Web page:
The e-mail addresses that you supply to use this service will not be used for any other purpose without your consent. Create a link to share a read only version of this article with your colleagues and friends. Please read and accept the terms and conditions and check the box to generate a sharing link. Local tailoring of clinical practice guidelines CPGs requires experts in medicine and evidence synthesis unavailable in many practice settings.
The authors' computer-based system enables developers and users to create, disseminate, and tailor CPGs, using normative decision models DMs. ALCHEMIST'S interface enables remote users to tailor the guideline by changing underlying input variables and observing the new annotated algorithm that is developed automatically.
In a pilot evaluation of the system, a DM was used to evaluate strategies for staging non-small-cell lung cancer.
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The results demonstrate the feasibility of a web-based system that automatically analyzes a DM and creates a CPG as an annotated algorithm, enabling remote users to develop site-specific CPGs. The high usability and usefulness ratings suggest that such systems can be a good tool for guideline development. Key words: clinical practice guidelines; computer-based systems; normative decision models; guideline development. Med Decis Making ; Research off-campus without worrying about access issues. Find out about Lean Library here. Skip to main content. Medical Decision Making.
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How to cite this article If you have the appropriate software installed, you can download article citation data to the citation manager of your choice. Gillian D. Sanders, PhD , Robert F. Owens, MD, MSc. Download Citation If you have the appropriate software installed, you can download article citation data to the citation manager of your choice.
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Share Share. Recommend to a friend. Sharing links are not available for this article. I have read and accept the terms and conditions. Copy to clipboard. Sanders , PhD Gillian D. See all articles by this author Search Google Scholar for this author. Robert F. Nease, JR.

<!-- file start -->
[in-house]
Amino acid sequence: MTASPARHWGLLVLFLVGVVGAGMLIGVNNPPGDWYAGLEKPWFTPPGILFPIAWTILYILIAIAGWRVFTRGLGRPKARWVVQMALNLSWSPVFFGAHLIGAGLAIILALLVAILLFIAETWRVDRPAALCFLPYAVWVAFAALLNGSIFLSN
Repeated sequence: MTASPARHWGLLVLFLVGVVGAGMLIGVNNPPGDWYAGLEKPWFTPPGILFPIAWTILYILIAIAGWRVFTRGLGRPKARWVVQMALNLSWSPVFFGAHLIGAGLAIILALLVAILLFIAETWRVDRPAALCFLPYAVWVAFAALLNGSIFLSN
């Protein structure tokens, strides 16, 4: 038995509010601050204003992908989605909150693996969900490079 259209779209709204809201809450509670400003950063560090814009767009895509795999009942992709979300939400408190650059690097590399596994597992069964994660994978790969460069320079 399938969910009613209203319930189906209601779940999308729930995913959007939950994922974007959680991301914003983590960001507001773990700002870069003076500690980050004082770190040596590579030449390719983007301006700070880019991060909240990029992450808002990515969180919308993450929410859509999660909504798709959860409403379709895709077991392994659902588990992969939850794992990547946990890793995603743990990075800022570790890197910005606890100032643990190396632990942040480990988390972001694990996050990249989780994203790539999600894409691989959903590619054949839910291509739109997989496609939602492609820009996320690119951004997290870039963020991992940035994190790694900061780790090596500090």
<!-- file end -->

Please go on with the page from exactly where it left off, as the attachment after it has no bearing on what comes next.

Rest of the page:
Douglas K. Article information. Article Information Volume: 20 issue: 2, page s : Sanders , PhD Robert F. Owens , MD, MSc. Abstract Abstract. Sign Out.
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Air pollution is also associated with the risk of cardiac arrest. The mechanism responsible for the majority of sudden cardiac deaths is ventricular fibrillation. Cardiac arrest is synonymous with clinical death. A cardiac arrest is usually diagnosed clinically by the absence of a pulse. In many cases lack of carotid pulse is the gold standard for diagnosing cardiac arrest, as lack of a pulse particularly in the peripheral pulses may result from other conditions e. Nonetheless, studies have shown that rescuers often make a mistake when checking the carotid pulse in an emergency, whether they are healthcare professionals  or lay persons.
Owing to the inaccuracy in this method of diagnosis, some bodies such as the European Resuscitation Council ERC have de-emphasised its importance.
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The Resuscitation Council UK , in line with the ERC's recommendations and those of the American Heart Association,  have suggested that the technique should be used only by healthcare professionals with specific training and expertise, and even then that it should be viewed in conjunction with other indicators such as agonal respiration. Various other methods for detecting circulation have been proposed. Guidelines following the International Liaison Committee on Resuscitation ILCOR recommendations were for rescuers to look for "signs of circulation", but not specifically the pulse.
Clinicians classify cardiac arrest into "shockable" versus "non—shockable", as determined by the ECG rhythm. This refers to whether a particular class of cardiac dysrhythmia is treatable using defibrillation. With positive outcomes following cardiac arrest unlikely, an effort has been spent in finding effective strategies to prevent cardiac arrest. With the prime causes of cardiac arrest being ischemic heart disease , efforts to promote a healthy diet , exercise , and smoking cessation are important. For people at risk of heart disease, measures such as blood pressure control, cholesterol lowering, and other medico-therapeutic interventions are used.
In medical parlance, cardiac arrest is referred to as a "code" or a "crash". This typically refers to "code blue" on the hospital emergency codes. A dramatic drop in vital sign measurements is referred to as "coding" or "crashing", though coding is usually used when it results in cardiac arrest, while crashing might not.
Treatment for cardiac arrest is sometimes referred to as "calling a code". People in general wards often deteriorate for several hours or even days before a cardiac arrest occurs. In response to this, many hospitals now have increased training for ward-based staff.